The last lions

The Prague Post

A new view of predators that once roamed Central Europe

During the last ice age, 24,000 to 100,000 years ago, Prague looked much like Siberia does today. Reindeers, wooly mammoths, hyenas and cave bears roamed the lands. There were lions as well, though exactly what sort of lions has become a matter of debate.

Almost since paleontologists started digging up bones in Central Europe, it was believed the lions here lived in caves. Scientists assumed this was the case because the first lion bones, skulls and teeth were discovered in caves, including those around Prague and Beroun.

But in a recently published paper, Dr. Cajus Diedrich, a German paleontologist, archeozoologist and geologist, says it’s not true. The reason lion bones were found in caves, he maintains, is because hyenas brought them there.

“Hyenas were more or less overlooked,” explains Diedrich. “No one liked them, so no one really discussed the possibility that lions could have been imported to the caves by other carnivores. Scientists believed lions were the kings, not to be attacked — which is wrong.”

Panthera leo spelaea is the Latin name for the cave lion. But Diedrich says that animal never existed.

“Hyenas scavenged the lions outside and then brought them to the caves,” Diedrich says. If lions inhabited the caves, he argues, there would be more bones (only two to three percent of the bones recovered in caves are from lions), along with other evidence, such as lion fecal matter. The fact that lion bones often bear chew marks adds further weight to the idea they did not die natural deaths.

“The late ice-age lions lived like modern lions,” Diedrich says. “They lived in clans, they gave birth in the open landscape, such as modern ones do, and they hunted all kinds of large animals.”

And some animals, like hyenas, hunted lions.

“The lions were in strong conflicts with hyenas,” Diedrich says. “This is the most important message, because it explains why lion bones are in hyena den caves all over Europe.”

Bones of contention

Diedrich first got the idea for his theory in 2004.

“I was cleaning a basement in a German museum and a hyena skull with jaws looked into my face,” he says. “I was confused, because I knew cave bears well, and also lions a little bit at that time. But it was a hyena skull, found in 1906.”

Tracking down more bones from German caves, Diedrich found more than 3,000 from what he says is one of the most important hyena dens in Central Europe. After those were lion bones that had been chewed. He also spent time at the National Museum in Prague, where, after sorting through 50,000 bones, the picture became clearer.

“I saw that, always in hyena caves, lion bones and even complete skeletons were found,” he says. “I remembered the situation in Germany and click — it was the same coincidence.”

Diedrich has been a bone-lover ever since he began collecting fossils at the age of 8. One thing that separates him from many of his peers is his practice of using present-day animals to help research his ice-age subjects.

“When I have a bone, I compare it to a modern animal,” he says. “Many animals that are extinct in Bohemia today are alive elsewhere — reindeer, wolverines, arctic foxes … though the wooly mammoth is tough.”

Once the bones are identified, Diedrich then needs to determine how old they are. There are three different dating methods, all with limitations. The primary one is radio carbon analysis, which is expensive and can be done only if the bone is less than 40,000 years old. The second way is to compare the sample bone with others found near it, which may reveal whether the period was warm or cold. But, if the animal lived at the end of a major climactic period, the dating could be off by as much as 100,000–200,000 years. The third method is to study the site where the bone was found, with deeper layers of dirt getting progressively older — if they were deposited evenly.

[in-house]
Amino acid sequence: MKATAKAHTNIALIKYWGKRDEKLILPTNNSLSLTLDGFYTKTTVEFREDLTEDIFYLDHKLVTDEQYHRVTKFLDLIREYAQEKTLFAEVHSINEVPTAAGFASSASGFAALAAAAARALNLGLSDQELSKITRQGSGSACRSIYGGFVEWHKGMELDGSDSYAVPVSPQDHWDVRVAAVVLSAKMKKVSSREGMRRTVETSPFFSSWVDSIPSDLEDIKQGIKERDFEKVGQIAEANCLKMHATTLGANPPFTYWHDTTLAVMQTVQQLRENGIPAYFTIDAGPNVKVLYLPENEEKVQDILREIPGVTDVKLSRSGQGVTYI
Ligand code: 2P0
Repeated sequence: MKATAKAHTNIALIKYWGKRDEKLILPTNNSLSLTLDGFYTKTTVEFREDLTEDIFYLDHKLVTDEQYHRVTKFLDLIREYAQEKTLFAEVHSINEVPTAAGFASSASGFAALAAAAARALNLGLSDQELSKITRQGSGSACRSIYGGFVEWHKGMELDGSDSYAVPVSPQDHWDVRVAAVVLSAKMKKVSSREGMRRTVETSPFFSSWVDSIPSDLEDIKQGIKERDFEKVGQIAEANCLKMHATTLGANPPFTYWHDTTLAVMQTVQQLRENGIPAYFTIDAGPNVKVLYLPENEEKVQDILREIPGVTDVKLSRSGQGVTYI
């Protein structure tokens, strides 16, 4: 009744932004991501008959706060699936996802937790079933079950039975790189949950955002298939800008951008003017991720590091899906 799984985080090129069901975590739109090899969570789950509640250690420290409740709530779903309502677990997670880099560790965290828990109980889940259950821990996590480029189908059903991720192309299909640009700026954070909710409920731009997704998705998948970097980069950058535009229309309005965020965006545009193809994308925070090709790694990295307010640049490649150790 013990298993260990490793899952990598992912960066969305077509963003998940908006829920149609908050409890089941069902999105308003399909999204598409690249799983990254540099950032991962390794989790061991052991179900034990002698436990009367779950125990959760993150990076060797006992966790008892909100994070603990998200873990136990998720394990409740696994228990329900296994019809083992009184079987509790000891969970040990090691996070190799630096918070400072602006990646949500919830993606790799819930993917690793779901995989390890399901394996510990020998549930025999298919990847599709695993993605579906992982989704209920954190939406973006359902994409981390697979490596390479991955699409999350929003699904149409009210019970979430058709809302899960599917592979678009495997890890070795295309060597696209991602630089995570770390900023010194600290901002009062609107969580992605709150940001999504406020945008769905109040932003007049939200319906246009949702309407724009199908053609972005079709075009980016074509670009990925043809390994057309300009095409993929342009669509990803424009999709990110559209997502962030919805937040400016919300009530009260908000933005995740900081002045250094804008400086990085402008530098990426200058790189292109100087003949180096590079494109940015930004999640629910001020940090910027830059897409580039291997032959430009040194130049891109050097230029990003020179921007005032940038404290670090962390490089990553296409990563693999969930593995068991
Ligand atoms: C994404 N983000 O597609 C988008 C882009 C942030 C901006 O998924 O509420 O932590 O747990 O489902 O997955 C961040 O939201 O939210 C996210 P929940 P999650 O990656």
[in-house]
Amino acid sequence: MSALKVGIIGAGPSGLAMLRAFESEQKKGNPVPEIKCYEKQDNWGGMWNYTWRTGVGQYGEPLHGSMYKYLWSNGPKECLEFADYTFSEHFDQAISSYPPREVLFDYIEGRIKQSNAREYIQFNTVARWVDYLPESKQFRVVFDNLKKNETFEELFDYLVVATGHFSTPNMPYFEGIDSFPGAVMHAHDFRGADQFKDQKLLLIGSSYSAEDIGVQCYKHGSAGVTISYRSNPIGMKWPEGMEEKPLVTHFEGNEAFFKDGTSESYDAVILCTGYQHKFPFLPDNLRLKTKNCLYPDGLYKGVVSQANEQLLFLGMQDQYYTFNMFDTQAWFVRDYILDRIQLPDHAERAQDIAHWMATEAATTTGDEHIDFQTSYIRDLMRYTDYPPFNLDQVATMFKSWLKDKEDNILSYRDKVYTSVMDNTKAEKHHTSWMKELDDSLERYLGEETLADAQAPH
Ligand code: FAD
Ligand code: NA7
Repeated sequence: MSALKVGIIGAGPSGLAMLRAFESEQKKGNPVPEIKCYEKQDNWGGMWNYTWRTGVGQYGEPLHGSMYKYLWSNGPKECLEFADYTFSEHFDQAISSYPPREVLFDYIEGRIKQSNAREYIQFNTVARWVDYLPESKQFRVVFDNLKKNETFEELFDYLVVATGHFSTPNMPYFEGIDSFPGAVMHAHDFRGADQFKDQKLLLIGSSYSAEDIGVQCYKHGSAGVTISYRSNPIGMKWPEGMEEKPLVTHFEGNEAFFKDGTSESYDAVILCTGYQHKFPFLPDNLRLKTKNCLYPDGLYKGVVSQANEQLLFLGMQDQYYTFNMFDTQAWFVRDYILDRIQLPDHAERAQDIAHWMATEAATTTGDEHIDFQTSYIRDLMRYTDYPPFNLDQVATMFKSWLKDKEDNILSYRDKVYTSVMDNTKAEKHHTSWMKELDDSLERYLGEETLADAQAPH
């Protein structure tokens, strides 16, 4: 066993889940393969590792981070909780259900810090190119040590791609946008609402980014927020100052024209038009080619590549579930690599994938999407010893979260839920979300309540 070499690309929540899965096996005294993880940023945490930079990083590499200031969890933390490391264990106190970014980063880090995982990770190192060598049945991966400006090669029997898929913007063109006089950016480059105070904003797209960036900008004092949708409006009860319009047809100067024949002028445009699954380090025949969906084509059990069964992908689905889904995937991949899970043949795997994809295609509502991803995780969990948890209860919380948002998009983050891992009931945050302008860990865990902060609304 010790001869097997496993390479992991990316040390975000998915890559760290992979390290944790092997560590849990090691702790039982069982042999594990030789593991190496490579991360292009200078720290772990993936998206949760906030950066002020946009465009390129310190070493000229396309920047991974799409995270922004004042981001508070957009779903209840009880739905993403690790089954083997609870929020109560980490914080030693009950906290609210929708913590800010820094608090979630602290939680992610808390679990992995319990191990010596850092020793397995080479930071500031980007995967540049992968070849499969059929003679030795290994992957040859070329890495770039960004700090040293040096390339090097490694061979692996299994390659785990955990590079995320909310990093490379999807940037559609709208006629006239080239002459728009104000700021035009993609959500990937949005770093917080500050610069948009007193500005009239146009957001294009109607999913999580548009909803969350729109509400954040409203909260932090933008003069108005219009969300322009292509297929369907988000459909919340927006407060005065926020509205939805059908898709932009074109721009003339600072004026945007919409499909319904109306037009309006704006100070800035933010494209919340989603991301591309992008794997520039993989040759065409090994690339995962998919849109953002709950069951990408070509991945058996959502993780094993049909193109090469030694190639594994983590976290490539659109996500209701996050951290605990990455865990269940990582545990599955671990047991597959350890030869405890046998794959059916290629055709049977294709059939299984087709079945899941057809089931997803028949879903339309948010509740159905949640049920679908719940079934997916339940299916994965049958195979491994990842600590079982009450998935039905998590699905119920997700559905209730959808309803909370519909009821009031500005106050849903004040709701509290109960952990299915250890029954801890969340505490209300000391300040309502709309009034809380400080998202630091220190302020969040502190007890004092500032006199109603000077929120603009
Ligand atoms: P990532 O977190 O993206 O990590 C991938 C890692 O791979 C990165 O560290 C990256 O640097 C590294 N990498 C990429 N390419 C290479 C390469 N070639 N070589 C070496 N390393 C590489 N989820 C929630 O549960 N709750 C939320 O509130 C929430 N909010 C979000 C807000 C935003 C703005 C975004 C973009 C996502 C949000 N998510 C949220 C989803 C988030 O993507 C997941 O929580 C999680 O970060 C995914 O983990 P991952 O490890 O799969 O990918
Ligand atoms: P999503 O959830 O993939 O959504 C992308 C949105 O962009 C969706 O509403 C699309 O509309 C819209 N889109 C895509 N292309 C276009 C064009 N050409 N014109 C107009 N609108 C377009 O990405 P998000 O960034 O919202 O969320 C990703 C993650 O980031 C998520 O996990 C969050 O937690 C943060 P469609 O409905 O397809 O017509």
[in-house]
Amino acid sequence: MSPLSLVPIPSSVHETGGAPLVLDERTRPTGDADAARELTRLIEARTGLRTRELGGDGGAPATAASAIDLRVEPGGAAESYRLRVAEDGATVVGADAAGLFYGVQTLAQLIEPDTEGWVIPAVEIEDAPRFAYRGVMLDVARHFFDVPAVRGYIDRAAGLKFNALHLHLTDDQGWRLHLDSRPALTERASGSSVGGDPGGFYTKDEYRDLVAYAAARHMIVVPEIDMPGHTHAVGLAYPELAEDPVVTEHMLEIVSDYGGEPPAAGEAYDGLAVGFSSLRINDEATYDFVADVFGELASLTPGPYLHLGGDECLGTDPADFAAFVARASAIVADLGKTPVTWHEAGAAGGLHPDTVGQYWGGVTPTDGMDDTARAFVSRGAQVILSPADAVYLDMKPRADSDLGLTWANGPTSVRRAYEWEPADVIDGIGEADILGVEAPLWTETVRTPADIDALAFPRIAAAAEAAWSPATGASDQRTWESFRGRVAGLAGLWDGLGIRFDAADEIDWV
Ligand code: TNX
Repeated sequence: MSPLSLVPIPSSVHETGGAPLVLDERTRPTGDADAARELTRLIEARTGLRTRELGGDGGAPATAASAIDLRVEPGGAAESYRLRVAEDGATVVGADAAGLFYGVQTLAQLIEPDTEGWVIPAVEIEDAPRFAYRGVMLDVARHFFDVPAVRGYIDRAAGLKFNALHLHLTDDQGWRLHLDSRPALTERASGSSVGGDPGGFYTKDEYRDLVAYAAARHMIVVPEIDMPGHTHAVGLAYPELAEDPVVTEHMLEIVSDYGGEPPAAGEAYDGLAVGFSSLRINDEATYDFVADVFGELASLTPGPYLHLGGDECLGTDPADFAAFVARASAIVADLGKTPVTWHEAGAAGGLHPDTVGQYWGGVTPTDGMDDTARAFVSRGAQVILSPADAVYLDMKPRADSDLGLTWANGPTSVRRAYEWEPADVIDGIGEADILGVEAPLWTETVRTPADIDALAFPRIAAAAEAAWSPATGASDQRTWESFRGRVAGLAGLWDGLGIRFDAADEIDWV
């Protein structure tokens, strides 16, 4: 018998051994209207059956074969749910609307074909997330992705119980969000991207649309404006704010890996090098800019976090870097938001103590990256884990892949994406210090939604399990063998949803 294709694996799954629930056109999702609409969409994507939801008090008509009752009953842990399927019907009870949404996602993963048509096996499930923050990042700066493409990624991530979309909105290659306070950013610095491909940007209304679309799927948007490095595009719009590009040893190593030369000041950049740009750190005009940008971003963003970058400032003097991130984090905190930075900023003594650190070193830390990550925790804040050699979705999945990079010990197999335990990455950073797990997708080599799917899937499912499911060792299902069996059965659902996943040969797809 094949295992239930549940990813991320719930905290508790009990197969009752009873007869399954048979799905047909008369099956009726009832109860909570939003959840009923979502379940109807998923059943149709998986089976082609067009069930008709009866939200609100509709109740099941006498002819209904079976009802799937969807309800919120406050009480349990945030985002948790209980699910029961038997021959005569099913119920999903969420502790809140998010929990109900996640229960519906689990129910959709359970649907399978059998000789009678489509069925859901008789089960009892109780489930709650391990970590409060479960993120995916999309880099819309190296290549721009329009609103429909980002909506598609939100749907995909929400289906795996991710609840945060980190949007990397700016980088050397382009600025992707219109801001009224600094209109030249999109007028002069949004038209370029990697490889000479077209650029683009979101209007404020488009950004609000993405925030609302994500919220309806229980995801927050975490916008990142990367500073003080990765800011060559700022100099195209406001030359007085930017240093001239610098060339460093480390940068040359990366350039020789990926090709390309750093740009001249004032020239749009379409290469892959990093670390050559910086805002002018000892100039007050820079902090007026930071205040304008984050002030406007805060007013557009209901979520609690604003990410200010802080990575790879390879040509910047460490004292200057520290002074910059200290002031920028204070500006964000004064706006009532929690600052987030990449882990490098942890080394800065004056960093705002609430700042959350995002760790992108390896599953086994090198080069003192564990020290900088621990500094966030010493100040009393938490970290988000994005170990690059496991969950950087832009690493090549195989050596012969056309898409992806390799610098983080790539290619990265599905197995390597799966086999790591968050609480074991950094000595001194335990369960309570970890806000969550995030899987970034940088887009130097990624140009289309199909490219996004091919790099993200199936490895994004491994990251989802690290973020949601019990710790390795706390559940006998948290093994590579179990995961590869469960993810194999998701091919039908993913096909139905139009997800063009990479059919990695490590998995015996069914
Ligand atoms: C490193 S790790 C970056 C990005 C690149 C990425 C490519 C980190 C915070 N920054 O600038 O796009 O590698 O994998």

“We have a lion’s skull [near] a reindeer, but it could be one [glacial period] older, and so 100,000 years older than you think,” Diedrich says. “Plus, older excavations were done with pickaxes and shovels, so there was a lot of damage that affects all three methods.”

Snakes and porcupines

Diedrich’s recent paper on lions, published in the Czech Geological Survey’s Bulletin of Geosciences, represents only one facet of his work with Central European fossils.

“I will try to publish at least one paper about the most famous hyena population of Srbsko, and from the same site a paper about the last wolverines of Bohemia,” he says. “I also have some 25-million-year-old snakes and porcupines in the works, one of the biggest discoveries in the Bohemian karst.”

Diedrich plans to present his latest findings at a cave-bear symposium in Brno, south Moravia, this September. Meanwhile, he’s at work on another project: a study of “reptile tracks from pre-dinosaur times in Europe,” with the support of a German foundation, the Deutsche Forschungs-Gemeinschaft.

“These 240-million-year-old reptile ‘track ways’ were produced all over Central Europe in tidal flats,” he says. “No one expected tracks in marine sediments, especially where the daily tide came and went.”

As for the Bohemian lions, Diedrich says they were most likely victims of climate change, which killed off a lot of vegetation. With their food source gone, many animals died, affecting other animals further up the food chain.

The story, Diedrich says, is all in the bones, and he hopes to bring it to a much wider audience.

“I want to bring the bones out of the basements [of museums] and show them in a modern, attractive way,” he says. “I don’t want to do it for the scientific community, but to bring science to a popular level.”